Now that the Canadian Curling Association is showing a willingness to bring its marquee event — the Tim Hortons Brier — to smaller venues, St. John’s is going after the 2017 Canadian men’s curling championship.
The city last played host to the Brier in 1972, the only time the championship has been staged in Newfoundland.
The national women’s championship, the Scotties Tournament of Hearts, was held in St. John’s in 1971, 1981 and again in 2005 at Mile One Centre, the last big-ticket curling item staged in the province.
“I think this is an area of the country that’s hungry for the Brier,” said Brad Gushue, the Olympic gold medalist and 10-time provincial champ from St. John’s, who is part of a committee trying to land the Brier.
“The Halifax Brier has always been well-attended. That city’s seen the (Olympic) Trials and the Brier, and I think coming to St. John’s or Moncton would really put a bit of new life into the Brier, add some excitement and get some new people involved.
“I just know that if the Brier was in St. John’s, anybody who has ever travelled to the nationals in the last 10 years will probably make their way to St. John’s.”
The problem has been that since the late 1990s, the Brier has been held in large NHL rinks in Ottawa, Winnipeg, Calgary and Edmonton, not to mention the 17,000-seat Copps Coliseum in Hamilton, Ont.
When the Brier wasn’t at the Saddledome or Rexall Place in Alberta, it was staged in medium-sized buildings in Halifax; Saskatoon; Regina, Sask. and London, Ont.
But the CCA made a big statement recently when it awarded the 2014 Brier to Kamloops, B.C., and the 6,400-seat Interior Savings Centre. That building is just a shade larger than Mile One, which seats 6,200 and change.
“Absolutely Mile One is big enough,” Gushue says.
Part of the reason the CCA is now considering the smaller arenas, Gushue said, simply lies in the fact there is now much more curling than there was, say, 10 or 15 years ago.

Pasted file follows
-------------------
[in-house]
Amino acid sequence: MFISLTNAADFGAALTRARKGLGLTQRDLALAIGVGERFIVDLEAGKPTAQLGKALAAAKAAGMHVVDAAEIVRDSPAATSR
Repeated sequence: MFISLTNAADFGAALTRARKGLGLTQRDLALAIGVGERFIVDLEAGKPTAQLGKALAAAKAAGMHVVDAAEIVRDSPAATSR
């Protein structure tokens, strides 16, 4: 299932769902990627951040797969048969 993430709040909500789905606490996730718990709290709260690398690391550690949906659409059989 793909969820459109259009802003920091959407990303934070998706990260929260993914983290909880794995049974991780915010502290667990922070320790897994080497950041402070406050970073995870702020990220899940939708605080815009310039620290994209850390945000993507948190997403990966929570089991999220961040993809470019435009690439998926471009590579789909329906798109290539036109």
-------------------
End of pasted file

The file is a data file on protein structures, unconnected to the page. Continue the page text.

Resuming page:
“A lot of it has to do with saturation,” he said.
“The CCA is only going to five or six cities, and they keep going over and over. But now you have Olympic Pre-Trials and Trials, Canada Cups, and the (Grand) Slam is getting bigger.
“You have to open up new markets and I think they’re doing that with the Scotties going to Montreal (in 2014) and the Brier to Kamloops. It really opens the door for some smaller centres to be part of it.”
The 2005 Scotties in St. John’s — known for Jennifer Jones’s shot for the ages which gave Manitoba the championship over Ontario on a late February Sunday afternoon — was a resounding success at the gate. That championship drew 73,000 fans, which at the time was the fourth-best attendance in the 24-year history of the event.
Of course, a smaller building means lesser revenue, which means the CCA will require some financial guarantees.
“That’s really the one big condition,” Gushue said. “There are others, but the guarantee is the big one.
“But we’ll look at corporate partnerships, and we’ll turn to the province and the city. The spinoffs alone from the TV exposure and the visitors to the city ... there’s a lot of benefit to it.”
In 2005, the host committee estimated about 1,700 people travelled to St. John’s for the Scotties. Assuming each person spent $2,000 — not an unreasonable figure — that’s nearly $3.5 million spent in around St. John’s during that 10-day period.
“Hopefully we can make it happen,” Gushue said.